The Automobile Club de l’Ouest announced the next set of rules for the top class of Le Mans prototypes in the world: LMP1. Big changes on the way include active aerodynamics, various cost-cutting measures and perhaps most interestingly, quick plug-in hybrid system charging.
But is it enough to keep Porsche around, who is rumored to be considering a move into Formula E along with an early exit from LMP1? Honestly, the move to make top-class Le Mans prototypes into quick-charging plug-in hybrids sounds like pure Porsche-bait.
There are few more road-relevant items I can think of than the need to develop a quick-charging plug-in system. Waiting for even a plug-in hybrid with a range-extending internal combustion engine to charge all the way back up to full is a royal pain that can force you to stay in one place for about an hour with today’s faster charging stations.
For mass adoption of plug-in cars to happen, they need to be as painless to live with as current-day gas or diesel-powered cars. Automakers have to hit tougher efficiency targets in the future, so they need to sell those hybrids and electrics. To do that, they have to develop faster charging systems.
Formula E isn’t a place for automakers to develop such needed quick-charging technology, as there’s no incentive to recharge cars particularly fast there. Formula E cars are always charged up to use their full charge over the course of a race, with zero recharging involved.
While teams can tinker with different power management solutions in Formula E, that series’ solution to the modern-day need to eke as much distance from an electric system as possible has mostly focused on sourcing a more powerful battery—not so much on lightning-fast charging.
Electric tech is clearly something Porsche is interested in, as they applied to be Formula E’s spec battery supplier for Season 5 on, but lost the bid to a partnership between McLaren Applied Technologies and Lucid Motors.
Now the Le Mans/World Endurance Championship crew is dangling the chance for Porsche to develop systems to charge up their race cars fast precisely at the moment when the pressure is on for hybrid and electric road cars to suck less.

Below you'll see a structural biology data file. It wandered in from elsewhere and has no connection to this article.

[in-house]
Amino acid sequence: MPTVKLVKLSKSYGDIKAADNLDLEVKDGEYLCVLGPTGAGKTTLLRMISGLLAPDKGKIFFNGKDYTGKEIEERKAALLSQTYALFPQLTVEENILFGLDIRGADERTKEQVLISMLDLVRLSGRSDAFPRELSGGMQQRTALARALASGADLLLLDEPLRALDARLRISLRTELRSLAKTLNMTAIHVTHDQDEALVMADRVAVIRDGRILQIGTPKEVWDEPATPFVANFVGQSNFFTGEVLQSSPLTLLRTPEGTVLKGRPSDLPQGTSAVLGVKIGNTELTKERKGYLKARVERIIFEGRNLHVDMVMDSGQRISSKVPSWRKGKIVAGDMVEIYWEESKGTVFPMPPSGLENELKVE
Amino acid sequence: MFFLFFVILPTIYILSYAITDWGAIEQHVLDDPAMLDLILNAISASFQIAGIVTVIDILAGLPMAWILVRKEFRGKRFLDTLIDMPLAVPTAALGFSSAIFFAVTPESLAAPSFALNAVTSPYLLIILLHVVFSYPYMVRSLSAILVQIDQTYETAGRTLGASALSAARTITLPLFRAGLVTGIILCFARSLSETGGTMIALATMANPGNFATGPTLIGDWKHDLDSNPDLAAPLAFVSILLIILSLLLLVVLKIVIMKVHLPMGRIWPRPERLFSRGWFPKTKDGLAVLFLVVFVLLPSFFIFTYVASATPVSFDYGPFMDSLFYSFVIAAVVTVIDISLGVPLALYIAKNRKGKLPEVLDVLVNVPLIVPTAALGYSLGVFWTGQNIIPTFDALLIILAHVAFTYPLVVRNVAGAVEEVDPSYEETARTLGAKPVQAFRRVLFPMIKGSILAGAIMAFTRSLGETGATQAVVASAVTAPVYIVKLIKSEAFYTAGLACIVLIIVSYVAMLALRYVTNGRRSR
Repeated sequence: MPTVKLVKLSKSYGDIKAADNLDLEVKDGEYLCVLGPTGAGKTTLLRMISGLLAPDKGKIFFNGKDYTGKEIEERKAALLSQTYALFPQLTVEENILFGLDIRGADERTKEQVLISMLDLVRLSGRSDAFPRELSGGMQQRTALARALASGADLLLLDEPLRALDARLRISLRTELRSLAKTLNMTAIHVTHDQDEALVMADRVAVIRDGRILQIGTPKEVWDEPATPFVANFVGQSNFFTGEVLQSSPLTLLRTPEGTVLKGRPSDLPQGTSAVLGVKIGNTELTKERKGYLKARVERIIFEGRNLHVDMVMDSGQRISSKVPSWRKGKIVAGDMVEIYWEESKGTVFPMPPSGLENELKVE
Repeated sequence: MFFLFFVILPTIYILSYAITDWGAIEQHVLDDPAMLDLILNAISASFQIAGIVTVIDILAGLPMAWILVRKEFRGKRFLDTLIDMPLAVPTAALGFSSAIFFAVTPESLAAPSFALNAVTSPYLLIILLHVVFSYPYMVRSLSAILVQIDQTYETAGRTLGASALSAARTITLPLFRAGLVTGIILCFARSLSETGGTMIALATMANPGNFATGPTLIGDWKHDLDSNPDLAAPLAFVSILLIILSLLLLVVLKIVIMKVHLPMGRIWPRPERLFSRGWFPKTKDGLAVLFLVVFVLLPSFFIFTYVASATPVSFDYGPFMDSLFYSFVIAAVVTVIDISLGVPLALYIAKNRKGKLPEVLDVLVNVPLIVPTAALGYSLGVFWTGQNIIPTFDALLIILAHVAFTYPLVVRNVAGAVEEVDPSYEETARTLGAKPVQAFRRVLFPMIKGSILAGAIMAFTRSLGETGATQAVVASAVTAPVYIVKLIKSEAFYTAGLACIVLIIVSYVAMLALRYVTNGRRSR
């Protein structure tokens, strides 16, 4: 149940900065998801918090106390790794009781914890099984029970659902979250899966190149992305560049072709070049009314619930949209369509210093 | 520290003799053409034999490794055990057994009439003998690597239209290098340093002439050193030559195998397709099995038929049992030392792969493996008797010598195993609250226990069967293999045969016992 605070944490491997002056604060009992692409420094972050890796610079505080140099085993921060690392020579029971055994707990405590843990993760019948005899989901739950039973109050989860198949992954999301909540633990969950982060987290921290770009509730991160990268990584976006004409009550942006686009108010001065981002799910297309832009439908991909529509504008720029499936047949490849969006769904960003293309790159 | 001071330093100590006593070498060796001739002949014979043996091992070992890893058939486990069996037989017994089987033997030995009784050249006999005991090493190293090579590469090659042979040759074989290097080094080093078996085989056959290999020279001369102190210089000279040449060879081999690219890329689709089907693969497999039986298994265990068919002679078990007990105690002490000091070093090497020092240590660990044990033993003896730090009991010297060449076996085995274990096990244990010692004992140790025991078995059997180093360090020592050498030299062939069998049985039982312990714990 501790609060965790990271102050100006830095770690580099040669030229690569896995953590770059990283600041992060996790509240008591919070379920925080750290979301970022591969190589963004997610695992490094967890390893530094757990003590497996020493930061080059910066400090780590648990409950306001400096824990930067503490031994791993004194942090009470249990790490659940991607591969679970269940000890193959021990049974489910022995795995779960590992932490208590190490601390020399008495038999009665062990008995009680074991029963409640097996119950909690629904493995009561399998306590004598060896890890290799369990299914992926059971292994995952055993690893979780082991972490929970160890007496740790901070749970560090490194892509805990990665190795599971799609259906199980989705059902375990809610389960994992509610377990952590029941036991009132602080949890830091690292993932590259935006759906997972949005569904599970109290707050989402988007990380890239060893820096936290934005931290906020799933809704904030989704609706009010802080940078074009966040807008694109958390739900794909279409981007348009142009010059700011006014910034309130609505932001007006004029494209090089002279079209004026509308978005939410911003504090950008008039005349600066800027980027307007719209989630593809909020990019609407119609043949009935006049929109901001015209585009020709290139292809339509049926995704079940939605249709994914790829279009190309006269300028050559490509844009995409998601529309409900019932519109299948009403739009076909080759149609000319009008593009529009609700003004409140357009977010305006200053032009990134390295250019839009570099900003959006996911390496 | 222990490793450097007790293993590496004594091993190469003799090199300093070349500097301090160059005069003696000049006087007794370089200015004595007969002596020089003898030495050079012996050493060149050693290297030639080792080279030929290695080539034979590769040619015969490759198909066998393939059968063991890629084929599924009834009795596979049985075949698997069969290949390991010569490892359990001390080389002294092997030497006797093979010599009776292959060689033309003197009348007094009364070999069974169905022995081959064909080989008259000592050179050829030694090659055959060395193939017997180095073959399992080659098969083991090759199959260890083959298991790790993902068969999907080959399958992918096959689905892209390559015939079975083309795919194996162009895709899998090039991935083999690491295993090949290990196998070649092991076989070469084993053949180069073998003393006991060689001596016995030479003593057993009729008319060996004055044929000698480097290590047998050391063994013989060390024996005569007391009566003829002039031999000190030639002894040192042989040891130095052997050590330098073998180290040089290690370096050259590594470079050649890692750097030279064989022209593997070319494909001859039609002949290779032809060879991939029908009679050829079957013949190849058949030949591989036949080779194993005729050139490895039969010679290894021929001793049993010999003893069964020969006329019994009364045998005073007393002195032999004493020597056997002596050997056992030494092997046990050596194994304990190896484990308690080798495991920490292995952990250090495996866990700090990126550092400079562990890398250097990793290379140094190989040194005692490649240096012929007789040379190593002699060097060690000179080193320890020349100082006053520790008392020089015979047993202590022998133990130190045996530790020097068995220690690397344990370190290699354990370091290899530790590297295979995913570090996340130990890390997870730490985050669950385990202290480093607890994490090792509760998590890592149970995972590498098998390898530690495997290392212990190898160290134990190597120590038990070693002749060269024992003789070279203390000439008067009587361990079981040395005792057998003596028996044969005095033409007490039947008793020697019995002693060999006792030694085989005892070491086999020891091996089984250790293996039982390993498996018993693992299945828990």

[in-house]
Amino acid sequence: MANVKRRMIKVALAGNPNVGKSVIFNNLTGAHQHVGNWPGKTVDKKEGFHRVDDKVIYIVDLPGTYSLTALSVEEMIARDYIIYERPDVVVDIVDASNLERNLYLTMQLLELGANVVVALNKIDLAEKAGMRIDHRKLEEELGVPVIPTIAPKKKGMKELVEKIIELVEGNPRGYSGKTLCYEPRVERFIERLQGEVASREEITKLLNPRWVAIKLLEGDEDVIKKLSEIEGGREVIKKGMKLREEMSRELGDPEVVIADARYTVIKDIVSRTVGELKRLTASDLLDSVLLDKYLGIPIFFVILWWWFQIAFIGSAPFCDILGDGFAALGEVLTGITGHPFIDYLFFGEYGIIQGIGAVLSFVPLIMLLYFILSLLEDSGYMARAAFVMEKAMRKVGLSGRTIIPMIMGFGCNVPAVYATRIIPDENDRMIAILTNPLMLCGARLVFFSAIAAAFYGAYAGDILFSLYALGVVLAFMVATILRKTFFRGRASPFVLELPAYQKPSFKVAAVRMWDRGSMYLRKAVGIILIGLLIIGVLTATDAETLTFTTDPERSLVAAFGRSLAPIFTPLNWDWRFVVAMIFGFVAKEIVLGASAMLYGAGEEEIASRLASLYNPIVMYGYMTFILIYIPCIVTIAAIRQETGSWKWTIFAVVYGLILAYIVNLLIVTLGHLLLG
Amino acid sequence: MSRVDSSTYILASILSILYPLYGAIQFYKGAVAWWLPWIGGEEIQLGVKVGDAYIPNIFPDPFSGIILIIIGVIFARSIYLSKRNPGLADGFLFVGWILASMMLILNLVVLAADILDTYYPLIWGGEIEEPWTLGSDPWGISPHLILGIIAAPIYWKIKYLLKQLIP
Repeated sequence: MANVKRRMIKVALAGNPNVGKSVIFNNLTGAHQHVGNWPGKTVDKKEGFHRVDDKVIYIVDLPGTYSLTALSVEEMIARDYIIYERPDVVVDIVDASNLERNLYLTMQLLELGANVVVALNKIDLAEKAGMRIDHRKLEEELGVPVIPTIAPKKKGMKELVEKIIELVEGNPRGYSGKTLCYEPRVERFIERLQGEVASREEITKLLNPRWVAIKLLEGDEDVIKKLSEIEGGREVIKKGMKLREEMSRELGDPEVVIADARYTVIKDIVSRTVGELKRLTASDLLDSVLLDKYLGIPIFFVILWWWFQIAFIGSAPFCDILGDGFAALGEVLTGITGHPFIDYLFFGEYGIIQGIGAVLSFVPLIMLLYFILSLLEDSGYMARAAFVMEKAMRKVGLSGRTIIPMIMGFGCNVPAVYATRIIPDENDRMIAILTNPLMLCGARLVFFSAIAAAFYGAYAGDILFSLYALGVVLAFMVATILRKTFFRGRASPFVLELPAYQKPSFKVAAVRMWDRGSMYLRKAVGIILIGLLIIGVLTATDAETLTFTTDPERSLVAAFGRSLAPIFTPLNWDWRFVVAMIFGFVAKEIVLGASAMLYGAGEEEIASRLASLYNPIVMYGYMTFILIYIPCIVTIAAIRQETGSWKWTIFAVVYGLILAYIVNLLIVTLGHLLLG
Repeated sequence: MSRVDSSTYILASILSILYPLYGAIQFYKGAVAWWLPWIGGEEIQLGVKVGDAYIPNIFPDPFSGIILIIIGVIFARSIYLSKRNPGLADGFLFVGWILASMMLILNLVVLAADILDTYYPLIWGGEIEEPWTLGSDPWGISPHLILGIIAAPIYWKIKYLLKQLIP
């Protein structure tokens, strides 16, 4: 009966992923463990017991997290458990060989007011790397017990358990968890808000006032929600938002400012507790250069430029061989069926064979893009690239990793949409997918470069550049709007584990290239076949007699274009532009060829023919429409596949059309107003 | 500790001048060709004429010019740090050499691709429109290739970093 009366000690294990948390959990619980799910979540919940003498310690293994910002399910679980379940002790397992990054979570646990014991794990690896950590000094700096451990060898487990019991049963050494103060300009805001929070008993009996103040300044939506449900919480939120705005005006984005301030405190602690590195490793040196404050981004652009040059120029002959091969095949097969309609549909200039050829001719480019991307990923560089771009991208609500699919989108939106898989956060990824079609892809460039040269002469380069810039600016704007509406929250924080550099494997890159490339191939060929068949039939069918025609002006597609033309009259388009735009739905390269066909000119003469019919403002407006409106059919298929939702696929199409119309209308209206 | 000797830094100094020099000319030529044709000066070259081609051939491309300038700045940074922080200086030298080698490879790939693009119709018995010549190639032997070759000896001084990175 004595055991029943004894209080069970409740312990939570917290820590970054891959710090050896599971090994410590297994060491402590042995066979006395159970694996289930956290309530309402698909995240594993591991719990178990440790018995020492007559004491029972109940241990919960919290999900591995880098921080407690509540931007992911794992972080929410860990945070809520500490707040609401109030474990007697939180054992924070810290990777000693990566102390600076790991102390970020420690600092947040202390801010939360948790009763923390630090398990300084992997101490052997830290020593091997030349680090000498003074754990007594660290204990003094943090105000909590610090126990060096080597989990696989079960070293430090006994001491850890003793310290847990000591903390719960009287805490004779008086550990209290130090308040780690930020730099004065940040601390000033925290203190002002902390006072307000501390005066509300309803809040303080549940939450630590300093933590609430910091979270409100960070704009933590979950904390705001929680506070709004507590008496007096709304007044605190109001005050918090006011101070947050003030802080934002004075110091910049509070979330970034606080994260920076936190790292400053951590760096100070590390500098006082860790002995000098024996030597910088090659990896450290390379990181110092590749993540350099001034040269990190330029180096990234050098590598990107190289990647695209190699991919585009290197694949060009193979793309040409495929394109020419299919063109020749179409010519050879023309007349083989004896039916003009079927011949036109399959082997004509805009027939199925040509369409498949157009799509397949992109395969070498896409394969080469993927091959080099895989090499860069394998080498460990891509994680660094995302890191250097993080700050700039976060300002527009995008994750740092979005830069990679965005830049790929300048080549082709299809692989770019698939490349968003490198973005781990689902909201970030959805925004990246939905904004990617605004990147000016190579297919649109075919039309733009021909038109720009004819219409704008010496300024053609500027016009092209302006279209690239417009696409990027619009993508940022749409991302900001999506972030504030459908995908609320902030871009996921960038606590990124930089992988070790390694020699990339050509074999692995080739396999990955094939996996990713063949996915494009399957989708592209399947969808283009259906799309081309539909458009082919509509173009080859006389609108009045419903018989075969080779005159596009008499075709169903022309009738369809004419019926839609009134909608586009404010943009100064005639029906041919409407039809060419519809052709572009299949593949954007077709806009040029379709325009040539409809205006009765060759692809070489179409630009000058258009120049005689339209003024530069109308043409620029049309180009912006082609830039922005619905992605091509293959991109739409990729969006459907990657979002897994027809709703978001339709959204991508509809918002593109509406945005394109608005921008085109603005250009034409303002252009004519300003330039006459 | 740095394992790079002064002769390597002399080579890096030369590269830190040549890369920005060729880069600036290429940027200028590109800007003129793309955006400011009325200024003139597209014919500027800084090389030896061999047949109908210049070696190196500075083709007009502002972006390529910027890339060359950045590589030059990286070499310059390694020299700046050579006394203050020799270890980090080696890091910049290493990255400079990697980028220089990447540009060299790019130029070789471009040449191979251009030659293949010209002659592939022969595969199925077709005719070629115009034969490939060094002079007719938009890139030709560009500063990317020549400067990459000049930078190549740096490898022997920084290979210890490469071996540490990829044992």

LMP1 regulations for 2020 and beyond will require the cars to be able to go 1 kilometer after each refueling stop on battery power only. Teams will be able to give a quick recharge to their batteries while they refuel. Furthermore, teams must be able to finish races under electric power only. Power for LMP1 hybrids’ two energy recovery systems will not increase, staying with 8 megajoules as the most powerful system allowed.
Additionally, movable, active aerodynamics will allow teams to only develop one car per year instead of multiple aerodynamic packages as they do now, allowing them to cut costs. Limits are being imposed on testing, the number of major car components to use per season, staff sizes at race weekends and wind tunnel use. New sources of energy and biofuels may be explored as part of keeping Le Mans green. Several safety upgrades originally planned for 2018 will also come into effect. You can read the ACO’s full release on its plans for 2020 here for all the details.
While there admittedly isn’t a lot of incentive for Porsche to keep their now older and off-pace 919 around until 2020, the new regulations for after 2020 sound like exactly what LMP1 needs to do: refocus on road-relevant technologies, and slash costs wherever possible.
Even if Porsche does call it quits in LMP1 to go race much less expensive Formula E cars instead, there’s some hope that they’re also still trying to court other manufacturers to come in to the class. But given what Porsche has to develop on its road car side and its prior interest in developing battery systems to race, these new rules sure sound a lot like Porsche bait.